Preventing Clogs 101:
FOG is the number one cause of sewer system blockages in the Metro Atlanta area. Fats, Oils, and Grease build up and eventually block the plumbing and sewer system. These blockages can cause sewage to flow out of manholes into streets and rivers, or up floor drains in homes. Preventing these blockages protects the environment and saves residents money.
MYTH - Using a garbage disposal will not clog pipes.
FACT - Garbage disposals conveniently dispose of grease-bearing food particles, but often lead to a higher incidence of sewer clogs, not only from the additional grease but also from the food particles themselves which can become trapped by existing grease in sewer pipes.
MYTH – If I use hot water and dish soap when disposing of grease in my kitchen sink, the drain and pipes won’t become clogged.
FACT – As the grease travels down the pipe, it cools and hardens again which then causes clogs.
Common Sources of FOG
What YOU can do?
- Do not pour FOG down your drain.
- Allow FOG to cool and pour into a disposable container to place in the trash.
- Scrape all FOG off of plates and wipe dry with a paper towel.
- Use a sink strainer to catch all food particles that may fall in the sink and throw them away.
- Throw all Fats, Oils, Grease and, food scraps in the trash.
Please remember, when using disinfectant wipes, antibacterial wipes, Clorox wipes, etc., throw them away in the trashcan, and don't flush them down your toilet. If anything other than toilet paper is flushed, it clogs the sewer pipes which causes overflows into our waterways and backups of sewage into your home.
You should never use your toilet as a trash can. The list below gives some examples of items that when flushed can clog toilets causing backups into your home and damages to our wastewater treatment facilities. It also causes expensive cleanups, an increase in water bills, and raw sewage overflows that harm marine animals and create toxic environmental issues.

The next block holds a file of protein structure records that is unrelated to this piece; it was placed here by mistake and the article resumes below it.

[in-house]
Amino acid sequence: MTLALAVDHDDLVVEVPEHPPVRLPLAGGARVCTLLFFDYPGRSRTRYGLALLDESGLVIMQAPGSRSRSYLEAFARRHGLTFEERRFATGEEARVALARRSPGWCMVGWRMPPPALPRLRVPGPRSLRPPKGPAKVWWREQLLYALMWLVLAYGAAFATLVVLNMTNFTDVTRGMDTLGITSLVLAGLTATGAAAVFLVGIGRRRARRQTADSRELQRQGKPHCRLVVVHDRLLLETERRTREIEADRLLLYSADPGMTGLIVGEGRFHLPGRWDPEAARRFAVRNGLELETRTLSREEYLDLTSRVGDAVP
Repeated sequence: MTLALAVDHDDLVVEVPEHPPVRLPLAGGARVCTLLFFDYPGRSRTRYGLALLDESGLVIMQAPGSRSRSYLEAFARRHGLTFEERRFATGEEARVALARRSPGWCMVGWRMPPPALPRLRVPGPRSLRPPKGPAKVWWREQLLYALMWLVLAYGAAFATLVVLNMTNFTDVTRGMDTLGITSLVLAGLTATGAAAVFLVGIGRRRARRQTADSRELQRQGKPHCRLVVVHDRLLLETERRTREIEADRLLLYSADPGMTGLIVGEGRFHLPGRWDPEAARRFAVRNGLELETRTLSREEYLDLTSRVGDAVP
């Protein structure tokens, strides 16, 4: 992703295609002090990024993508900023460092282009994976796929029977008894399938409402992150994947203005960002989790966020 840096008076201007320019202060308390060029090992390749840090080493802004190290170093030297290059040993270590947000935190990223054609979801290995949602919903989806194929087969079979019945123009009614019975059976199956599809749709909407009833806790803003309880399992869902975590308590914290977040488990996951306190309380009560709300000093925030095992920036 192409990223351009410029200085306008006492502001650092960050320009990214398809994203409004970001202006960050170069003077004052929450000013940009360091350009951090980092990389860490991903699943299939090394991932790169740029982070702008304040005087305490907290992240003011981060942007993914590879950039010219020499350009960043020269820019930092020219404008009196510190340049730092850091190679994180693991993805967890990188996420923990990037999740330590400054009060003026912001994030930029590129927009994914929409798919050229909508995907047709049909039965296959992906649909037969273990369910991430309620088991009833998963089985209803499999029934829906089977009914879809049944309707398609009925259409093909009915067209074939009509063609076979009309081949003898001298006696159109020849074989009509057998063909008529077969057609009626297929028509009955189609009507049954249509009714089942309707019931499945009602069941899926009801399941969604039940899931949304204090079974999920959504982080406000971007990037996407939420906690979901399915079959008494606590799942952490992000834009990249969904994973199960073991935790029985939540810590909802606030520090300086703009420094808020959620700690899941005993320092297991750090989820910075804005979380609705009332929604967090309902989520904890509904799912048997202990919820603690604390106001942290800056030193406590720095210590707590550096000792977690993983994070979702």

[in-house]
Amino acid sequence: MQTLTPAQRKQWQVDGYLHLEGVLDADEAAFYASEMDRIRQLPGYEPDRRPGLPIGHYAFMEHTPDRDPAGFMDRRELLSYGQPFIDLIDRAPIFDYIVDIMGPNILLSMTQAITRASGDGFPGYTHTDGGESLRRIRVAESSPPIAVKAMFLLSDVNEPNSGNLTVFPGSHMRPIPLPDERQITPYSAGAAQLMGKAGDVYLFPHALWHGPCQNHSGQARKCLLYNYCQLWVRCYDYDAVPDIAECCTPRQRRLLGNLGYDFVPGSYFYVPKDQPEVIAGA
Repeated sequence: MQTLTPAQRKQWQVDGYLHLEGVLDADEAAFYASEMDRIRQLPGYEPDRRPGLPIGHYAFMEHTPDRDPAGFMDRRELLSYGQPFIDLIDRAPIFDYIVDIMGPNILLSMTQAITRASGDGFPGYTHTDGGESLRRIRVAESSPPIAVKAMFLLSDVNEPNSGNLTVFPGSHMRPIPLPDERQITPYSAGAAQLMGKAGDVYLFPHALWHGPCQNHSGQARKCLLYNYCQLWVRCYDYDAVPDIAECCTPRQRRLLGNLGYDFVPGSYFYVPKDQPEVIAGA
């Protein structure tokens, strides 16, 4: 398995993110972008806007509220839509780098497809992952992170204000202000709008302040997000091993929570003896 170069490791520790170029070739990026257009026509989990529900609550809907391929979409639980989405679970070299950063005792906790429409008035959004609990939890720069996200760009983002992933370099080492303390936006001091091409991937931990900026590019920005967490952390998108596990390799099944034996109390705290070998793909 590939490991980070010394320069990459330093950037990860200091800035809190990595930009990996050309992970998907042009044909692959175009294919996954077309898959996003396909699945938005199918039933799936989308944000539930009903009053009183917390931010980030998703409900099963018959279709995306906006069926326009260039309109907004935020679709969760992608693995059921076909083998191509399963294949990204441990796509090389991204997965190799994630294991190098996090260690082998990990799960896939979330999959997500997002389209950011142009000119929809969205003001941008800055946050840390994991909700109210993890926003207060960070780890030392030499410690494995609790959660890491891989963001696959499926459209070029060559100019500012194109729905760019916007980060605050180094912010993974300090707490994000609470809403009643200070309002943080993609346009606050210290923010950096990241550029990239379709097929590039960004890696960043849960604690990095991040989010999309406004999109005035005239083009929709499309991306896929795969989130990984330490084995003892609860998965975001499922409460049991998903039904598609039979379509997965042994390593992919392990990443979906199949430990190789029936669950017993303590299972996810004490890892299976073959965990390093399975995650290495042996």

Do Not Flush These Items:
- Cleaning wipes, antibacterial wipes
- Baby wipes and diapers
- "Flushable" wipes - no wipes of any kind should be flushed
- Rags and towels, Swiffer cloths
- Cotton swabs
- Candy and other food wrappers
- Clothing labels
- Cleaning sponges
- Plastic items of any description
- Aquarium gravel or kitty litter
- Rubber items such as latex gloves
- Cigarette butts
- Sanitary napkins
- Disposable toilet brushes
- Have your system inspected every three years by a qualified professional or according to your state/ local health department’s recommendations.
- Have your septic tank pumped, when necessary, generally every three to five years.
- Avoid pouring harsh products (e.g., oils, grease, chemicals, paint, medications) down the drain Discard non-degradable products in the trash (e.g., floss, disposable wipes, cat litter) instead of flushing them.
- Keep cars and heavy vehicles parked away from the drain field tank.
- Follow the system manufacturer’s directions when using septic tank cleaners and additives.
- Repair leaks and use water-efficient fixtures to avoid overloading the system.
- Maintain plants and vegetation near the system to ensure roots do not block drains.
- Use soaps and detergents that are low-suds, biodegradable, and low- or phosphate-free.
- Prevent system freezing during cold weather by inspecting and insulating vulnerable system parts (e.g., the inspection pipe and soil treatment area).